1.1 Why I have chosen this subject for my essay?
The topic of my essay, development of the English language, directly refers to the theme of our seminar “linguistics” because this evolution plays an important role at the consistence of linguistics.
1.2 Brief information about the English language
English is a Germanic language of the Indo – European family. It is the second most spoken language in the world.
It is estimated that there are 300 million native speakers and 300 million who use English as a second language in the world and a further 100 million use it as a foreign language. It is the language of science, aviation, computing, diplomacy and tourism. In 45 countries English is the official or co – official language.
2. The English language
2.1 Old English (500 – 1100 AD)
The Angles, Saxons and Jutes began populating British Isles in the fifth and sixth centuries AD. They spoke a mutually intelligible language, similar to modern Frisian (language of northeastern region of the Netherlands), that is called Old English. Four major dialects of Old English emerged, namely Northumbrian in the north of England, Mercian in the Midlands, West Saxon in the south and west and Kentish in the Soouth east.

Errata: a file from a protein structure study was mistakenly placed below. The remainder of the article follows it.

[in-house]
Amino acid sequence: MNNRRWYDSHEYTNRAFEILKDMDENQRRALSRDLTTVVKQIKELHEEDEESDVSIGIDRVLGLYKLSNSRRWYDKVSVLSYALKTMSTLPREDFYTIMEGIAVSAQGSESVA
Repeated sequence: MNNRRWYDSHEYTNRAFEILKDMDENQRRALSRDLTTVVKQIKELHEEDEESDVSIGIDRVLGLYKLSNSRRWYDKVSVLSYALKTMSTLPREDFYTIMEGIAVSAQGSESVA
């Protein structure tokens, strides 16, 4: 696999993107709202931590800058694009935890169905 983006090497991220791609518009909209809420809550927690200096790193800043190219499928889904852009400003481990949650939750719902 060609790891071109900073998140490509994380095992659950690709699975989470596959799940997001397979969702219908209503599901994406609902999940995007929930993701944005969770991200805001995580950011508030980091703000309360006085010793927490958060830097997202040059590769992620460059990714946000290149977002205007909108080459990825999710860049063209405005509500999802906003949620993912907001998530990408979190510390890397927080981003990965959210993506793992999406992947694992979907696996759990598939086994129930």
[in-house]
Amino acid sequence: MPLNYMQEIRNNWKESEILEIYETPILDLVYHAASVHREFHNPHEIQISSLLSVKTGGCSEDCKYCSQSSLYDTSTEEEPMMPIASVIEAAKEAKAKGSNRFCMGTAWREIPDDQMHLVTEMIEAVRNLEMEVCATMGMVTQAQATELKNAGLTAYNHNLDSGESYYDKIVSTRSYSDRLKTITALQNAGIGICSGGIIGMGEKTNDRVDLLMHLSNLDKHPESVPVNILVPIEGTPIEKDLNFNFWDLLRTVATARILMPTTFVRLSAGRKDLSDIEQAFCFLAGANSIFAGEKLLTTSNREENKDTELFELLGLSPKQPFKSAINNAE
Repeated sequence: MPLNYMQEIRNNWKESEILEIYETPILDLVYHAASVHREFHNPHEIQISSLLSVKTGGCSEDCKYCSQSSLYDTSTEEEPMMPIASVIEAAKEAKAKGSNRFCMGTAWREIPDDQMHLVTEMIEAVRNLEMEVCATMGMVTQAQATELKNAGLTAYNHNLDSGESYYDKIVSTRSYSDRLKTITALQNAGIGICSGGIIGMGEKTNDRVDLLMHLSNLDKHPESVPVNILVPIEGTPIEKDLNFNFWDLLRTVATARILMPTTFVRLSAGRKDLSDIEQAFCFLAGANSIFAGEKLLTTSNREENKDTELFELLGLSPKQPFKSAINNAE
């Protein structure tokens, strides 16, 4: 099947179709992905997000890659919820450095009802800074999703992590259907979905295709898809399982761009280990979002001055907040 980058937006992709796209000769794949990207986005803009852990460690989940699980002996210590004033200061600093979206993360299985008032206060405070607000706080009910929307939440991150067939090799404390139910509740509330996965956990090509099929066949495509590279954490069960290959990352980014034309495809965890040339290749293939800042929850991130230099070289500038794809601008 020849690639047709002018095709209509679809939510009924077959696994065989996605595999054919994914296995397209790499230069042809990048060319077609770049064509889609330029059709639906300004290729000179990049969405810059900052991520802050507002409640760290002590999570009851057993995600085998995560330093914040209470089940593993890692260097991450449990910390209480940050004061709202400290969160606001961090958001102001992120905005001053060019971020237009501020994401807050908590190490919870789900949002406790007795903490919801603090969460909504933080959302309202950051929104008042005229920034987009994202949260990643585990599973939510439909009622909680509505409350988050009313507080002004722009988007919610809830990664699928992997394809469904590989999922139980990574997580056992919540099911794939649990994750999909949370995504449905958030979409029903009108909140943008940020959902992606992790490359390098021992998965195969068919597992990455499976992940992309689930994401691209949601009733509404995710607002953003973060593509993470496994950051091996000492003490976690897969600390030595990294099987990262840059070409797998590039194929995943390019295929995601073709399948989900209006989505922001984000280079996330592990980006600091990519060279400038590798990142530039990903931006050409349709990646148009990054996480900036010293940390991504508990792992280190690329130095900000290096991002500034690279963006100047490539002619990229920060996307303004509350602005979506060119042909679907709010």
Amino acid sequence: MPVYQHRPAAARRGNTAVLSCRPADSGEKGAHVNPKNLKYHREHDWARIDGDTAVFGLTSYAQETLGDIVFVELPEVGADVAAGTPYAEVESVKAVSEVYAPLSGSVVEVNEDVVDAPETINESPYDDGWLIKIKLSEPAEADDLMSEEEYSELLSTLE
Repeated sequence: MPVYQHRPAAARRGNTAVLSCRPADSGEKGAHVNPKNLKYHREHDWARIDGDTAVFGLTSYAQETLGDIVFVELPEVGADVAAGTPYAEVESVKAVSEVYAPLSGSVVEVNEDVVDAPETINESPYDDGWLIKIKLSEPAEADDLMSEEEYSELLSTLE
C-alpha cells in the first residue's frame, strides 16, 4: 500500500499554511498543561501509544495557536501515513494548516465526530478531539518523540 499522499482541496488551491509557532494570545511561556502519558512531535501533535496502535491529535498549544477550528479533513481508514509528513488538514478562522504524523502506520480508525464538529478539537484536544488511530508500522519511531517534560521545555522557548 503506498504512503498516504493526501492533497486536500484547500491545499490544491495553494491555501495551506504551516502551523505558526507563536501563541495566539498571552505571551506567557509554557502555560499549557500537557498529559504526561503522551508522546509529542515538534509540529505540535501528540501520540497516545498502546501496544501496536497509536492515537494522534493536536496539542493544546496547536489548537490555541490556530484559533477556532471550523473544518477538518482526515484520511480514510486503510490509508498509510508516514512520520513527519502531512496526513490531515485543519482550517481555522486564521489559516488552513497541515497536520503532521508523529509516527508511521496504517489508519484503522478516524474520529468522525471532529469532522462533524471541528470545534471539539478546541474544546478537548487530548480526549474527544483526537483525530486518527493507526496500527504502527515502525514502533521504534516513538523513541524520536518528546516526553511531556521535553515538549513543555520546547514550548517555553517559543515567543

These invaders pushed the original, Celtic – speaking inhabitants out of (what is now) England into Scotland, Wales, Cornwall and Ireland leaving behind a few Celtic words.
These Celtic languages survive today in Gaelic languages of Scotland and Ireland and in Welsh.
Another influencing aspect at this time were the Vikings. A number of invasions, beginning around 850, brought many North Germanic words into the language, particularly in the north of England. An example for Old English is the following poem called “Beowulf”. I just show an exerpt of it:
“Hwæt! We Gardena in geardagum,
þeodcyninga, þrym gefrunon,
hu ða æþelingas ellen fremedon.
Oft Scyld Scefing sceaþena þreatum,
monegum mægþum, meodosetla ofteah,
egsode eorlas. Syððan ærest wearð
feasceaft funden, he þæs frofre gebad,
weox under wolcnum, weorðmyndum þah,
oðþæt him æghwylc þara ymbsittendra
ofer hronrade hyran scolde,
gomban gyldan. þæt wæs god cyning!
ðæm eafera wæs æfter cenned,
geong in geardum, þone god sende
folce to frofre; fyrenðearfe ongeat
 URL: http://www.georgetown.edu/labyrinth/library/oe/texts/a4.1.html ( 28.12.01)
- Quote paper
- Carolin Klöver (Author), 2002, Evolution of the English Language, Munich, GRIN Verlag, https://www.grin.com/document/2018